For the first time in decades, the eve of Ramadan in Syria’s capital is overshadowed by fear. Panic has engulfed the city amid unprecedented combat after a bombing killed three top officials.
The city has been rocked by clashes for five days, and Wednesday’s blast targeting the core of the regime killed officials including the defence minister and President Bashar al-Assad’s brother-in-law, Assef Shawkat.
“There is tension, people are scared, and they feel that after the attack, anything can happen,” said a street vendor in the central district of Bab Touma.
Fear is so widespread that “people are reacting disproportionately to the slightest incident,” the vendor told AFP, speaking on condition of anonymity.
He added that on Wednesday, after the explosion at the security headquarters, “a simple car accident sparked terror in Bab Touma, and people started fleeing in all directions.”
In the middle-class district of Qassaa, the atmosphere was bleak. “People closed their shops when news of the attack spread,” said Nidal, a tailor.
The holy month of Ramadan is usually a time for family gatherings and frantic shopping in time for sunset, when Muslims break their fast.
But 16 months on from the outbreak of the revolt, combat raged inside the capital, after it had been mostly spared the violence that has engulfed other parts of Syria.
Wednesday’s unprecedented attack on the National Security headquarters killed defence minister Daoud Rajha, Shawkat his deputy and crisis cell chief Hassan Turkmani.
“What Ramadan? The situation is grave — battles are taking place in the heart of the capital,” said one textiles shop owner in the commercial district of Salhiyeh.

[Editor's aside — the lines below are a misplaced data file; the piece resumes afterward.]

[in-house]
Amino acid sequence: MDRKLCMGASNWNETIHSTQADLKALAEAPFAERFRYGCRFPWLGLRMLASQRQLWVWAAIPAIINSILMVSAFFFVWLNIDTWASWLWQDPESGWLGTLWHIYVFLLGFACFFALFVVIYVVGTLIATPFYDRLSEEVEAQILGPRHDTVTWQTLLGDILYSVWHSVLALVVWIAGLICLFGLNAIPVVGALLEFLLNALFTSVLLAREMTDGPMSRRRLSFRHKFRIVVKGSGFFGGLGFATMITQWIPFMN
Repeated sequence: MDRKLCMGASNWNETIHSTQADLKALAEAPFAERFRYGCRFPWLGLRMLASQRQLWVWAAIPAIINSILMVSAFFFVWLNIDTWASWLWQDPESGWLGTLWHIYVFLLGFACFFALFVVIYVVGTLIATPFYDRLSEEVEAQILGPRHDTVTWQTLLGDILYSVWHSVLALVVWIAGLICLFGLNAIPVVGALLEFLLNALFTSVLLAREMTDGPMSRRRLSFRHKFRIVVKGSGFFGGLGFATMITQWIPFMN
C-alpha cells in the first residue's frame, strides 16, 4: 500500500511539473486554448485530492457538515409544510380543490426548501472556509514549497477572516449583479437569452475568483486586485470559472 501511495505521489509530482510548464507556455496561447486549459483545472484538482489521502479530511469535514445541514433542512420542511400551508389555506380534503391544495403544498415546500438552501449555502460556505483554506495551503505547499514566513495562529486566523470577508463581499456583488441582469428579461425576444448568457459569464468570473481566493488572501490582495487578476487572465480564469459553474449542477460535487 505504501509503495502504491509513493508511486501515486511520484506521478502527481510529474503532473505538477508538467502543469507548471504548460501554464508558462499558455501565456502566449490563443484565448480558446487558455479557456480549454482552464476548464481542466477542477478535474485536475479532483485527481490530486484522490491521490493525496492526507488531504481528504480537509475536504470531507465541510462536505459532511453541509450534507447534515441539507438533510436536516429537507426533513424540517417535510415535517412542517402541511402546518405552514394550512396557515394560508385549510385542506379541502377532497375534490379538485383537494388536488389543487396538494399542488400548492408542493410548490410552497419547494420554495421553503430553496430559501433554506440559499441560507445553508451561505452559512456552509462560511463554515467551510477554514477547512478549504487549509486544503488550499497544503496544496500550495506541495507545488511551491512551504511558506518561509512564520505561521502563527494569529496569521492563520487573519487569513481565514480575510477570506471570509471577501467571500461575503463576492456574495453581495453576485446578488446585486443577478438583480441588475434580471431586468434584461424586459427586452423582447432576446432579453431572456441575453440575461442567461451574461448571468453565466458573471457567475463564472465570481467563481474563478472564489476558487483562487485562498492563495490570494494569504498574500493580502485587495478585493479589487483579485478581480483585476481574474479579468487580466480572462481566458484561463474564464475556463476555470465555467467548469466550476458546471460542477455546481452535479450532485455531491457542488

“There’s no Ramadan for me this year,” said taxi driver Amer. “My three brothers are in prison.”
Housewife Rahaf predicted that “this Ramadan is not going to be like any other.” She cited not only security problems but also rising prices. “Life is more expensive, and we won’t be able to go out in the evenings,” she said.
Her daughter Nemat added: “On Tuesday, I experienced real fear for the first time. The streets were completely empty before sunset and the shops were closed. It’s sad.”
Clashes have raged in several districts of Damascus, particularly in the Al-Midan neighbourhood, not far from the historic old city and frequently visited by residents for its exquisite restaurants.
Across Damascus, much of everyday life has ground to a standstill.
“You can smell the blood,” one resident said.
“We live in fear,” a man from the up-market Mazzeh neighbourhood told AFP. “We couldn’t flee because of the shelling. We had to stay here.”
A hairdresser expressed concern for the capital’s future. “Look at what happened to other cities — we have to save Damascus,” said Bashar.
In the Salhiyeh and Shaalan districts most shops were closed on Thursday. Fruit sellers did not open their stores because they had no produce.
Many roads in Damascus were cut off, and many people had to make detours to get to their workplaces. Very few taxis plied their trade on the streets.
A nurse in a Dummar hospital, just northwest of Damascus, said that “only a quarter of the hospital’s employees made it to work” because regime troops had cut off the roads.
Samir, who lives in Jaramana in the suburbs, said he has taken a decision.
“I’m going to send my children to Tartus (on the coast), far from the violence,” he said, adding: “Nobody’s thinking about Ramadan this year.”
According to Samir, residents of Jaramana have turned some schools there into refuges for the displaced, and calls for assistance were made from the minarets of mosques.